The Yo-kai phenomenon (in video games, that is) has been around for a while, and the first title - developed by Level-5, like this game and its spin-off for the DS - was created to rival Pokémon, Game Freak's long-running monster catching epic that continues to get heaps of praise and set new sales records even to this day.
It was created for the Japanese market, but it didn't take too long for it to make it further afield. Well, it did take some time actually, because in the west we're approximately two years late for each title, which means that Yo-kai Watch 3 has arrived late in the lifetime of the 3DS, a console which still has some strength even if it's showing signs of exhaustion.
Yo-kai Watch 3 may not be a revolution, but it does implement enough new features so as to justify its existence, mostly from those who are looking for an easy, fast, and familiar game, or even an introduction to the RPG genre, no matter what their age. Still, its excessive linearity and very low difficulty may take its toll on more experienced players.
It was born - like the rest of the games in the franchise - as a double title (like Pokémon: Let's Go, Pikachu! And Let's Go, Eevee!). For its arrival in the west, these third games have been merged into one, and we can only say thank you for that. Even though the game has a good community, the developer has taken the decision of mixing Tempura and Sushi's stories (the names of these two editions in Japan) and the result was better than expected, with a story that swaps between characters and locations smoothly.
For the first time in a core title, we leave Springdale (Nathan's hometown) and travel to the USA due to work issues regarding his father. Nathan, his family, Jibanyan, and Whisper move to the city of Peanutsburg where, naturally, there are also some troubling Yo-kai. Just in case you don't know about Yo-kai (or Yōkai) they are monsters that come from Japanese folklore and sometimes interact with humans and interfere with their lives, although there are some who help to create harmony and do good deeds. Level-5 has delivered more than 600 creatures of all shapes and sizes, and here we have to make friends with them, not catch them. This new continent is home to Yo-kai Merican, which are very similar to their eastern namesakes and they simply change their appearance a little bit. This, however, is not the only change in Nathan's life, as now he has to go to a new school with new classmates in a brand new area.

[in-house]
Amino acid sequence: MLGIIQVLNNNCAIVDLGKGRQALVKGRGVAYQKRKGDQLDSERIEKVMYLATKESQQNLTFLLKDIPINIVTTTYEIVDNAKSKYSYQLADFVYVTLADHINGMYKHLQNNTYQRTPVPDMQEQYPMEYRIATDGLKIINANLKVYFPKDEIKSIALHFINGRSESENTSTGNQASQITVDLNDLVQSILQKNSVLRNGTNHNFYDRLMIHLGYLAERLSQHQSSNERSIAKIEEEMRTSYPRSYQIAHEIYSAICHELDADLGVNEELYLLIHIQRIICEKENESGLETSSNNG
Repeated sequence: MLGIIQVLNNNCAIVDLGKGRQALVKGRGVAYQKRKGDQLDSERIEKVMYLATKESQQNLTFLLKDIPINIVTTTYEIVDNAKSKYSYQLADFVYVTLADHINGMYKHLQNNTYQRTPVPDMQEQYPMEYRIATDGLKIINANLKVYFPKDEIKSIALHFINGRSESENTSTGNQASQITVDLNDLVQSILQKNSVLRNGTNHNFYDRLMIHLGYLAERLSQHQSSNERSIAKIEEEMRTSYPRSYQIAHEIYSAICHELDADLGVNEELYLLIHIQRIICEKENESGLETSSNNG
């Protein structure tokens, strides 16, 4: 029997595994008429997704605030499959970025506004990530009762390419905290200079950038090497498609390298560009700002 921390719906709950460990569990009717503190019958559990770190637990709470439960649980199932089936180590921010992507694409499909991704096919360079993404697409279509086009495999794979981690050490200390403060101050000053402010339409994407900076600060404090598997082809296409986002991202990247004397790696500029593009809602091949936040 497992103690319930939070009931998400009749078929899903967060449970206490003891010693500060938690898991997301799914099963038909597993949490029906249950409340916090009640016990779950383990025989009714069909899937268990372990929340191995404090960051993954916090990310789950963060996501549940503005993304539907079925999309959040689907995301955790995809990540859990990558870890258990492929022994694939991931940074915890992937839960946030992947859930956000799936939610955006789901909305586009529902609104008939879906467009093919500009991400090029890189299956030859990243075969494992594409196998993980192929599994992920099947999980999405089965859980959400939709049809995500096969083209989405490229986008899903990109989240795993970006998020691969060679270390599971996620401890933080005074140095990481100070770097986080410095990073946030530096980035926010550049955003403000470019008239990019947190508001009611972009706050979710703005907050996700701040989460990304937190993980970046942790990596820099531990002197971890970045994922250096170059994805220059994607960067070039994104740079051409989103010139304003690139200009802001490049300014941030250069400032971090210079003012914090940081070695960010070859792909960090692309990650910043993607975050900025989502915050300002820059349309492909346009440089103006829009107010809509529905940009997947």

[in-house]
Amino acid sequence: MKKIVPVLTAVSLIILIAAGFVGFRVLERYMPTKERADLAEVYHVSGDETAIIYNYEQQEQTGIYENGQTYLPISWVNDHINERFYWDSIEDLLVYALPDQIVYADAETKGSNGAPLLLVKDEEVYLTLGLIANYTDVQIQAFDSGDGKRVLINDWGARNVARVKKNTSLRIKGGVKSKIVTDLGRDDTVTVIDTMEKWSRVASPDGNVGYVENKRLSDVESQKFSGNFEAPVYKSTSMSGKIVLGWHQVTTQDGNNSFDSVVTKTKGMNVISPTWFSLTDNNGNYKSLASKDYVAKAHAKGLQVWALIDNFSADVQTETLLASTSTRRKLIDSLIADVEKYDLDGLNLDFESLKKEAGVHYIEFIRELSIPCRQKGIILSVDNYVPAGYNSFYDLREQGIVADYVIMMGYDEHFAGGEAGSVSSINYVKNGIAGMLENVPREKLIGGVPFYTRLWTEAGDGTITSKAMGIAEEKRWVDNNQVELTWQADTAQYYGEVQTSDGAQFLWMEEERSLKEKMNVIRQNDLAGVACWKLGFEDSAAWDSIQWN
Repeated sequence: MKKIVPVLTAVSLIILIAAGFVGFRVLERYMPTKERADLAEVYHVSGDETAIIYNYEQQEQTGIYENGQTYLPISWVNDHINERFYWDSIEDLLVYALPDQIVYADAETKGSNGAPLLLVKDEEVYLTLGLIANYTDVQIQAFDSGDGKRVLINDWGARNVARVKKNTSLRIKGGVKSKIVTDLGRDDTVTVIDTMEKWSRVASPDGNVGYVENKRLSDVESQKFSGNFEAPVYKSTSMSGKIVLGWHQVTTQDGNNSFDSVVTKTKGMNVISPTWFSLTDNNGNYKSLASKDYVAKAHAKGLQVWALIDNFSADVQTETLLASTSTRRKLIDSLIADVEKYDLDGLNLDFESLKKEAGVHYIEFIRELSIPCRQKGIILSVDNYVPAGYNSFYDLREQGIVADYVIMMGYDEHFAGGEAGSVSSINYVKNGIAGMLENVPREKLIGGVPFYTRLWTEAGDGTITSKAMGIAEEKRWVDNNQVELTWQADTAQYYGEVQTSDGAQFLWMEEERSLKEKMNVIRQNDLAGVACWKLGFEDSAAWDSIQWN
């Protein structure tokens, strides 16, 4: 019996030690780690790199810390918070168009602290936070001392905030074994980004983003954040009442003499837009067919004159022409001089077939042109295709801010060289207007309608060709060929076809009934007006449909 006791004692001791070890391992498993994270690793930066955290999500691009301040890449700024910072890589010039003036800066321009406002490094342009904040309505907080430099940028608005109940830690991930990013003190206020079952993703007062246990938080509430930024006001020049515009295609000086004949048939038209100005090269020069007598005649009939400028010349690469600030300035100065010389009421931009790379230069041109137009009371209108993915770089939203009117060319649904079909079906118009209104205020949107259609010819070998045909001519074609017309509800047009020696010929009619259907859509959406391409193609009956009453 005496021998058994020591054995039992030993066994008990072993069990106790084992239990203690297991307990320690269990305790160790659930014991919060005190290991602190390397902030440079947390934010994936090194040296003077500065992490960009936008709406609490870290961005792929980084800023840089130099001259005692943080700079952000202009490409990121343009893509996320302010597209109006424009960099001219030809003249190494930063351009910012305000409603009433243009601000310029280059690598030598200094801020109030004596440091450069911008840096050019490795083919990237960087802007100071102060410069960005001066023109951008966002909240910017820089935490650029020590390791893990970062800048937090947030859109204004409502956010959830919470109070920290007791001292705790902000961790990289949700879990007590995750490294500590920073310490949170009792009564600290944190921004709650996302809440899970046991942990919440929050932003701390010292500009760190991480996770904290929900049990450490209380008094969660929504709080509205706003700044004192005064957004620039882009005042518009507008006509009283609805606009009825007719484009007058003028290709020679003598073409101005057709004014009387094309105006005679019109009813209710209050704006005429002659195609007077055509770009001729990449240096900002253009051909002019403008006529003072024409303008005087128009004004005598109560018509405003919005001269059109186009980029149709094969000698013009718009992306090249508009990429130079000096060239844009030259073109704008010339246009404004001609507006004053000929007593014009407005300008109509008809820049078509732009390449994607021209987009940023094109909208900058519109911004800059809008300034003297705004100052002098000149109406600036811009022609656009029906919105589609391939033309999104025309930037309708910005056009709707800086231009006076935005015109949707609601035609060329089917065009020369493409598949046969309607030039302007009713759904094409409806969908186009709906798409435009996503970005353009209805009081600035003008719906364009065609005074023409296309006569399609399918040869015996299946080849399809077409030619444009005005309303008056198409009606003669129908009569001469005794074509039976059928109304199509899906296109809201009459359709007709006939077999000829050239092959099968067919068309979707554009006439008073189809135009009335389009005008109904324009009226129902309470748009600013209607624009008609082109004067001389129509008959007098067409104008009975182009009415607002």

Additionally, we have the biggest change in the main series until now in the form of a new combat system. Forget about the roulette, as now we have a board divided into a three by three grid, through which our Yo-kai will move as they pick up life or energy orbs and even spectators' items. As in the previous titles, attacking is automatic, but you can intervene to launch a powerful special attack, although before that you will have to complete a short mini-game. These are still limited in number, so they will repeat themselves constantly, but at least some of them are a little tricky. Something similar happens when you disenchant a spirited Yo-kai (they will laze around and fall asleep), giving us new ways to heal our friends.
On the other hand (or better said, on the other side of the globe) we have Hailey Anne Thomas, the new main character who lives in Springdale and receives a new and universal Yo-kai Watch. This lets her see these ghosts, no matter the continent they're from, and as you may have guessed this will lead to both stories converging.
Hailey replaces - in some ways, at least - Katie, the main character who was with Nathan in previous games. We say "in some ways", because we can't choose the gender of our avatar anymore, but we play with one and the other character. Furthermore, each one will have their own Yo-kai team, which will be a pain in the neck as we have to always keep track of both.
Nathan's story is the more traditional one, with more Yo-kai and tasks that require you to be an errand boy. However, Hailey's story is way more original. It's not only that she is more cheerful and absent-minded than any existing Level-5 character until now (her personality is a big plus for the experience), but now we will have to deal with aliens and all other interesting things. Of the two, Hailey's story is probably better.